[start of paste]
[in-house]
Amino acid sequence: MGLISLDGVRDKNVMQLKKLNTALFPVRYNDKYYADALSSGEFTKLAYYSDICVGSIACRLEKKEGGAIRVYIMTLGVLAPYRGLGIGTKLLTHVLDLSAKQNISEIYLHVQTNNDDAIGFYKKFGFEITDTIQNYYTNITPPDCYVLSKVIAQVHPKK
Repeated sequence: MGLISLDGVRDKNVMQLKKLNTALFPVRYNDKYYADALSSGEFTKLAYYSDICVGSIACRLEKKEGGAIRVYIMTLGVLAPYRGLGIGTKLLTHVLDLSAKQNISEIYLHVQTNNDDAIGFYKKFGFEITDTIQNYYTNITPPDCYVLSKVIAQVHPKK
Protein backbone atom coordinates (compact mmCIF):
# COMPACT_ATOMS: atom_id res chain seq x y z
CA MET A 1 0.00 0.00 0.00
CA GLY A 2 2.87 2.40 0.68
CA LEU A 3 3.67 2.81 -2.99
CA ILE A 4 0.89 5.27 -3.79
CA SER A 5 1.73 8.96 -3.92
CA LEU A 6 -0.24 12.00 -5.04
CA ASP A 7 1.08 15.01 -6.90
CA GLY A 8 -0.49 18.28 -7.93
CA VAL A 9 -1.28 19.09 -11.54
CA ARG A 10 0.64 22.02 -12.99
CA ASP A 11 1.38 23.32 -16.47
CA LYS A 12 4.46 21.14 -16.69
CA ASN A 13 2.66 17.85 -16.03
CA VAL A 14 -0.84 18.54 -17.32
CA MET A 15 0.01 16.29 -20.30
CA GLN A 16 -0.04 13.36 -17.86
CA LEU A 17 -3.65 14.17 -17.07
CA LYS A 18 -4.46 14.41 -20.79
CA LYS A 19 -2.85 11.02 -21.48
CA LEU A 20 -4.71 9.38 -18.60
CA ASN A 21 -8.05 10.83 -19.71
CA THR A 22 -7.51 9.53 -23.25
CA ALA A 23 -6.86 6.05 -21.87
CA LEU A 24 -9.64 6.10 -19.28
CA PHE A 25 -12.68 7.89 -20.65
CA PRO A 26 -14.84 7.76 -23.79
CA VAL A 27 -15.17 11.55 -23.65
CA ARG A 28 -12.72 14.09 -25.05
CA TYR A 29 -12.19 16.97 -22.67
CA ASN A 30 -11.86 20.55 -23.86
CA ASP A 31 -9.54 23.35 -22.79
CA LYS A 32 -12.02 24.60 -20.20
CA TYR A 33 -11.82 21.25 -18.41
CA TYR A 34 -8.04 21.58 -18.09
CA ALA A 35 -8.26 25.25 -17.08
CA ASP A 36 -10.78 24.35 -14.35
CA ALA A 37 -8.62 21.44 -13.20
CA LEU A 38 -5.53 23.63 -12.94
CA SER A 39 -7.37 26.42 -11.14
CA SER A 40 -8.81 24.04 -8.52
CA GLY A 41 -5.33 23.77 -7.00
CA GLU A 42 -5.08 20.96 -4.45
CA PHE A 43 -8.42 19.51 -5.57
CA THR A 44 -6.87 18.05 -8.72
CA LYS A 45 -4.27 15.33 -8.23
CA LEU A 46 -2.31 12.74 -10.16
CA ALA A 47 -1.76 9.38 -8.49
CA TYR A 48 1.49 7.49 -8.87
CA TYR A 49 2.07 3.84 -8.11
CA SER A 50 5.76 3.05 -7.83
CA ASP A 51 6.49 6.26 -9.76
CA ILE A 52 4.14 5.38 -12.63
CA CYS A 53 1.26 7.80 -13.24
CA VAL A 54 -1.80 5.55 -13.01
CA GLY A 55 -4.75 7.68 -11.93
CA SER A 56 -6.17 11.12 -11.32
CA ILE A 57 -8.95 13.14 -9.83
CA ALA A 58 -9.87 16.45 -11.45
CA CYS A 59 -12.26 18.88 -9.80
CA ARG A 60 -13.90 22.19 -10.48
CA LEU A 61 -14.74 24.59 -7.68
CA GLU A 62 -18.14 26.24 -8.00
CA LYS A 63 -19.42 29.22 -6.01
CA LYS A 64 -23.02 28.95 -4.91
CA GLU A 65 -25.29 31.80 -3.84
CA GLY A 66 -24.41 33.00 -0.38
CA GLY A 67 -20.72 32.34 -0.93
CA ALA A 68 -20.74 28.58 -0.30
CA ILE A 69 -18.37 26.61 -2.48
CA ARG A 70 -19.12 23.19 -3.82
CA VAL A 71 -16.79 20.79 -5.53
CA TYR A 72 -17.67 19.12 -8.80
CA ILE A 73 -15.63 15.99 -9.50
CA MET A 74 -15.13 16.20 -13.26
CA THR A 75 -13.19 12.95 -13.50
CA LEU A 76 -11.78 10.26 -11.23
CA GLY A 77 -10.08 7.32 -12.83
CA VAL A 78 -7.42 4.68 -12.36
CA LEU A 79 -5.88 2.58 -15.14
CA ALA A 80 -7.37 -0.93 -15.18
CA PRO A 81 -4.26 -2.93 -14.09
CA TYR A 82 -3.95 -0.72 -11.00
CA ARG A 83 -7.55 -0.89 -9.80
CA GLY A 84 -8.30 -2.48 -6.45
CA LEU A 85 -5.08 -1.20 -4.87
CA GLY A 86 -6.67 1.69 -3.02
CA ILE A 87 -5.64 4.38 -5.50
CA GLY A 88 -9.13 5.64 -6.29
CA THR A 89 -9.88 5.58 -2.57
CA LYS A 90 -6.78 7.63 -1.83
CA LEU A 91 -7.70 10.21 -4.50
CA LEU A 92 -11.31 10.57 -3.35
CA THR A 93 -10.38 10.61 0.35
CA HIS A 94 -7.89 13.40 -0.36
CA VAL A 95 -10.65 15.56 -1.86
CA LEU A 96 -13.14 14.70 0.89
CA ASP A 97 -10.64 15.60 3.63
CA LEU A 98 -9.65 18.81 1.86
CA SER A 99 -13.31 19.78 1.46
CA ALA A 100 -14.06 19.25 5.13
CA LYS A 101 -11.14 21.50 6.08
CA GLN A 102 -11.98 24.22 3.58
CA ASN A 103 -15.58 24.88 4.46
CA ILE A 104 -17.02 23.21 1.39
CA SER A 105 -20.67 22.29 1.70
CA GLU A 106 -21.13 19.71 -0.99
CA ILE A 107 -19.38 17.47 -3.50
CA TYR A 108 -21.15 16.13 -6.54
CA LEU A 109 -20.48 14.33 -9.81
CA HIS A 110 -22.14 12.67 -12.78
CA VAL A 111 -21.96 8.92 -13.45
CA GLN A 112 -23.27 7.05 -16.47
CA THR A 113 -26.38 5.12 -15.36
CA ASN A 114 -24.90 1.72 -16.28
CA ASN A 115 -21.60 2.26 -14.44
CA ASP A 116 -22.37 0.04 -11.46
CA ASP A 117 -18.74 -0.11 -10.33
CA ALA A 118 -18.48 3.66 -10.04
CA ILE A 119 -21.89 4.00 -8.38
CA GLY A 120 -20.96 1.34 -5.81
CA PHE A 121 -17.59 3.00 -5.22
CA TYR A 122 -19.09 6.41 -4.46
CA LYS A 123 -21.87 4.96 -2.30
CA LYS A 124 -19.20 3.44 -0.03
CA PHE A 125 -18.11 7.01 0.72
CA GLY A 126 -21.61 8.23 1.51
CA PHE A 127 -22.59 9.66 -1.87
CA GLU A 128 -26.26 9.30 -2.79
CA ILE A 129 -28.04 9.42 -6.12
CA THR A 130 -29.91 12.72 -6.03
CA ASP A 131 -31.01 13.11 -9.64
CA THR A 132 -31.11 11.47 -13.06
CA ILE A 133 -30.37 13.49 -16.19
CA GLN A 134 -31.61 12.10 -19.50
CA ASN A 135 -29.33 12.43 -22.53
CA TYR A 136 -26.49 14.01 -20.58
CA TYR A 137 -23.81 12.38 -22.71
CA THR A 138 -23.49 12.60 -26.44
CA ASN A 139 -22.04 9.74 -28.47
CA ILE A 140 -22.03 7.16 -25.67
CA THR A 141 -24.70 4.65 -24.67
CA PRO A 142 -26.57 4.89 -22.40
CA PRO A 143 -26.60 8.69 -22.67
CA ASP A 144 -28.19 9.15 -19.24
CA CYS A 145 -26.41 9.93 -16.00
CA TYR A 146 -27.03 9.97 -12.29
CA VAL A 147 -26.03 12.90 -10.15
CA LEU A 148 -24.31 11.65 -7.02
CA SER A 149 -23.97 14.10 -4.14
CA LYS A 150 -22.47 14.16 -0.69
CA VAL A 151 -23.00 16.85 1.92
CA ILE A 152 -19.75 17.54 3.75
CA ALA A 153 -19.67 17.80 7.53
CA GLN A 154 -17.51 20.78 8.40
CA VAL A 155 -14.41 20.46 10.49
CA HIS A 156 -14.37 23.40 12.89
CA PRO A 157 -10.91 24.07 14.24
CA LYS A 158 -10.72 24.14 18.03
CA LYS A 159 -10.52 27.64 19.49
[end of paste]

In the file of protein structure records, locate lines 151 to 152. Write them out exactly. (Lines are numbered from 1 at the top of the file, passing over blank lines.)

CA TYR A 146 -27.03 9.97 -12.29
CA VAL A 147 -26.03 12.90 -10.15